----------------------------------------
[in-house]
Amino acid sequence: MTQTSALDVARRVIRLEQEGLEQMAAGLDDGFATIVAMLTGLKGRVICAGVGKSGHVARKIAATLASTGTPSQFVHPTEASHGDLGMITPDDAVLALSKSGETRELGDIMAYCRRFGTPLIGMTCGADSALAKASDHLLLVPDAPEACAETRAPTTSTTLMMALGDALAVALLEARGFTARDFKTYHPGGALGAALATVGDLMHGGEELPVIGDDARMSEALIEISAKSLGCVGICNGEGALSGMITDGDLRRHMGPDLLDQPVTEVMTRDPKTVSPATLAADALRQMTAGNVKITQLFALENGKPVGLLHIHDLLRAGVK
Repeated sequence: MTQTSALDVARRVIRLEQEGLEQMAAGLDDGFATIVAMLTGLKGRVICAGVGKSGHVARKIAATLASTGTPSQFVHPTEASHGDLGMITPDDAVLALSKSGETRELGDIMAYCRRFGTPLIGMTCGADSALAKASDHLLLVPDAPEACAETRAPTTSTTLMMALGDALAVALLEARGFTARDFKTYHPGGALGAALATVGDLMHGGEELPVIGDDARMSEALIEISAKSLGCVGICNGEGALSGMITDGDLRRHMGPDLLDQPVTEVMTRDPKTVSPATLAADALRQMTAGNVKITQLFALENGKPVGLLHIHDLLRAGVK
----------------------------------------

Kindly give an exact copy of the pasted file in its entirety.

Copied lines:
[in-house]
Amino acid sequence: MTQTSALDVARRVIRLEQEGLEQMAAGLDDGFATIVAMLTGLKGRVICAGVGKSGHVARKIAATLASTGTPSQFVHPTEASHGDLGMITPDDAVLALSKSGETRELGDIMAYCRRFGTPLIGMTCGADSALAKASDHLLLVPDAPEACAETRAPTTSTTLMMALGDALAVALLEARGFTARDFKTYHPGGALGAALATVGDLMHGGEELPVIGDDARMSEALIEISAKSLGCVGICNGEGALSGMITDGDLRRHMGPDLLDQPVTEVMTRDPKTVSPATLAADALRQMTAGNVKITQLFALENGKPVGLLHIHDLLRAGVK
Repeated sequence: MTQTSALDVARRVIRLEQEGLEQMAAGLDDGFATIVAMLTGLKGRVICAGVGKSGHVARKIAATLASTGTPSQFVHPTEASHGDLGMITPDDAVLALSKSGETRELGDIMAYCRRFGTPLIGMTCGADSALAKASDHLLLVPDAPEACAETRAPTTSTTLMMALGDALAVALLEARGFTARDFKTYHPGGALGAALATVGDLMHGGEELPVIGDDARMSEALIEISAKSLGCVGICNGEGALSGMITDGDLRRHMGPDLLDQPVTEVMTRDPKTVSPATLAADALRQMTAGNVKITQLFALENGKPVGLLHIHDLLRAGVK